Study of the grand ideas in economics has a perpetual intellectual fascination in it’s own right. It can also have practical relevance, as the global economic downturn that began in 2007 reminds us. For several decades, the economics establishment had been dismissive of Keynesianism, arguing that the world had moved beyond the “depression economics” with which it dealt. Keynesian economics, however, has now staged a comeback as governments attempt to formulate policy responses to the Great Recession of the first decade of the twenty-first century.
Many of the issues that faced economists in the past are still with us. The theories and methods of such men as Adam Smith, T. R. Malthus, David Ricardo, J.S. Mill, Karl Marx, Alfred Marshall, and J. M. Keynes are often relevant to us today—and we can always learn from their mistakes.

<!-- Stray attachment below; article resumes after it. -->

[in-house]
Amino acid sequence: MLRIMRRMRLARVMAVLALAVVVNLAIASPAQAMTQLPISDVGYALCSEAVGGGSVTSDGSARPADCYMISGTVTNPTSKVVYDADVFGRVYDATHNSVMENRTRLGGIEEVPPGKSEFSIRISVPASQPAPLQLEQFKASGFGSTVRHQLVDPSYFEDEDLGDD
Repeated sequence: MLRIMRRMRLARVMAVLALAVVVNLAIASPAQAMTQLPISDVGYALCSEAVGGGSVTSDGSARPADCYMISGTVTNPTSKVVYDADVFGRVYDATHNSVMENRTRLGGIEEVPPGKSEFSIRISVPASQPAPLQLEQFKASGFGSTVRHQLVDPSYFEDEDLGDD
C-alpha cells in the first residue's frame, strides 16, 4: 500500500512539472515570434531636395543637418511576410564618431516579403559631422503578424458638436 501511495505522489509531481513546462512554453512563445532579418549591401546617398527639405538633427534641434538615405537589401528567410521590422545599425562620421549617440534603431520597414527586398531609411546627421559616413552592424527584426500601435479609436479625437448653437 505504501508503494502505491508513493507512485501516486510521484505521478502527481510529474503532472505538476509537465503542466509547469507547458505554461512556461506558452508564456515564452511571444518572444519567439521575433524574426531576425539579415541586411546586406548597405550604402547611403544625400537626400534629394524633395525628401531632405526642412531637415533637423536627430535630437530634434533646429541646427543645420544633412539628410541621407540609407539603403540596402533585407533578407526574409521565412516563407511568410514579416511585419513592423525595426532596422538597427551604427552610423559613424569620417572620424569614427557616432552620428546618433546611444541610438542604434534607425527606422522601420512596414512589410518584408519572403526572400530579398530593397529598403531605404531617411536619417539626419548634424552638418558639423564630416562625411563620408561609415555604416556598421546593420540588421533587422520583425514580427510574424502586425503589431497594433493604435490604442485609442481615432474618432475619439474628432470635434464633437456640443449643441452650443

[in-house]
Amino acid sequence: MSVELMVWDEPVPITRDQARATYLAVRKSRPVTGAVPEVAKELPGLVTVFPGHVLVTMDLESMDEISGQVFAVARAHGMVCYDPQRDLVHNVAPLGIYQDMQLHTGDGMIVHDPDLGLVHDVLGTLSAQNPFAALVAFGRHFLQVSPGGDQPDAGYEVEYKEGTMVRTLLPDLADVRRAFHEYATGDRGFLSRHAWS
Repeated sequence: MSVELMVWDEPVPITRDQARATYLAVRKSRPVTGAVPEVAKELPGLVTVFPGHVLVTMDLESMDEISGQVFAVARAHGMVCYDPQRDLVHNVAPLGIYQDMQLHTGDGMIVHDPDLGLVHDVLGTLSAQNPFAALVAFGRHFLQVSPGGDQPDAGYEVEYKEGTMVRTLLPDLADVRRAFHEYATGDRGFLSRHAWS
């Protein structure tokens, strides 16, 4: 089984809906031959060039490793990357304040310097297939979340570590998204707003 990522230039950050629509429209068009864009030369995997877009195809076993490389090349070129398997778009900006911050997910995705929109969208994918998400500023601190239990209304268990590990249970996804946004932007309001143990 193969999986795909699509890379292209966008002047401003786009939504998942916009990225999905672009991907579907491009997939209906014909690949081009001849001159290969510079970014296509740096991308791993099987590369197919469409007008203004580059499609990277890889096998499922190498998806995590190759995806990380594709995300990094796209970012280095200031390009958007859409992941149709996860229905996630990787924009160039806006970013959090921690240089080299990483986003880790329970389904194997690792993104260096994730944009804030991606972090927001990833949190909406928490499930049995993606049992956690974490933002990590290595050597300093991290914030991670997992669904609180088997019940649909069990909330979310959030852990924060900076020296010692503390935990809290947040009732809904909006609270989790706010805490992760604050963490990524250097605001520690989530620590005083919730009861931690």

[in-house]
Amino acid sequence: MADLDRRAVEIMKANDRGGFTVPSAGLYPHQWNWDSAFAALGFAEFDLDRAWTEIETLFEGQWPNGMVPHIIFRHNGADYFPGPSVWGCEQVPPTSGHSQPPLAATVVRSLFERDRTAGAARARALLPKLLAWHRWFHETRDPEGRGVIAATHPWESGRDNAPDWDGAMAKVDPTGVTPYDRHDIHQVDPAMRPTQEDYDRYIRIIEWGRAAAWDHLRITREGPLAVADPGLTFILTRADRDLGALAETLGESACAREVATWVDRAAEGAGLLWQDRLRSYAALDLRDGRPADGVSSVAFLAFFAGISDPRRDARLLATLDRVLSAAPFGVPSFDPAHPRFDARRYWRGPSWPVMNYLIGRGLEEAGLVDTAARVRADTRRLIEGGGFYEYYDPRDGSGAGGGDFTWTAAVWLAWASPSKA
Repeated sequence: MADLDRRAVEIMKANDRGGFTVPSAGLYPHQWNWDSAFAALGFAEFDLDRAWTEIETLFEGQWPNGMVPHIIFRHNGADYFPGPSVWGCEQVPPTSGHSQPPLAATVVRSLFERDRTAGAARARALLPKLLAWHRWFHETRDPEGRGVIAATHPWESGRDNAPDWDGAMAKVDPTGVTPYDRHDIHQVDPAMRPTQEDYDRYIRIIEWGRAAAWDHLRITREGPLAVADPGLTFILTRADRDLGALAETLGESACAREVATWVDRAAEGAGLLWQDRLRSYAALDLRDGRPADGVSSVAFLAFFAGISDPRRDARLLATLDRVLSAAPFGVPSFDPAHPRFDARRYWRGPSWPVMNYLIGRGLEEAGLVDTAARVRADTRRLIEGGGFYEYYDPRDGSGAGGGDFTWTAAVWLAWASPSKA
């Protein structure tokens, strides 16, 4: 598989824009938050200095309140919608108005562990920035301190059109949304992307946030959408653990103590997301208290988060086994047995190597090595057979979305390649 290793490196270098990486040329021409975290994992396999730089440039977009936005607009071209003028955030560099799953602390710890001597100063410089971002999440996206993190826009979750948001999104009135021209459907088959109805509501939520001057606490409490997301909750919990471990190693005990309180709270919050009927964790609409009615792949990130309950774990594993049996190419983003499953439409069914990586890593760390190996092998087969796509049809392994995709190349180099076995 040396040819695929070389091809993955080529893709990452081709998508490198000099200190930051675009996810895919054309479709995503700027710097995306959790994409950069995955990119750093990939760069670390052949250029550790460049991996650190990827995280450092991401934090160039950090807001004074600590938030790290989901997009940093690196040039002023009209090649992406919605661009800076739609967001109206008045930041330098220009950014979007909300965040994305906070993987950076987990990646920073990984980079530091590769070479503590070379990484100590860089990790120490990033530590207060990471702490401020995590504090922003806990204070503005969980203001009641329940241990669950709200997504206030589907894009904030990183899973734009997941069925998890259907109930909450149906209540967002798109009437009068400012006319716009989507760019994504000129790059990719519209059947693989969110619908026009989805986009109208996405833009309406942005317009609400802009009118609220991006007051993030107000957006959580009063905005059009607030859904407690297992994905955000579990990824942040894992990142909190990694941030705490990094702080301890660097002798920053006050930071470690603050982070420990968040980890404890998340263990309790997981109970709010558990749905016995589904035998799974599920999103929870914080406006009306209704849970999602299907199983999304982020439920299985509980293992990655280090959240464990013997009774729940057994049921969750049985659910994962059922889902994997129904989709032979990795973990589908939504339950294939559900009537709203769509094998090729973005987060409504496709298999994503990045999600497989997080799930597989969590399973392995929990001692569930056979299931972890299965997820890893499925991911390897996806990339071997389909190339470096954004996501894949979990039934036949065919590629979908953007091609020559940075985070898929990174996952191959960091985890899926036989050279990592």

In his stimulating analysis Professor Barber assesses the thought of a number of important economists both in terms of the issues of their day and in relation to modern economic thought. By concentrating on the greatest exponents he highlights the central properties of the four main schools of economic thought – classical, Marxian, neo-classical, and Keynesian – and shows that although each of these traditions is rooted in a different stage of economic development, they can all provide insights into the recurring problems of modern economics.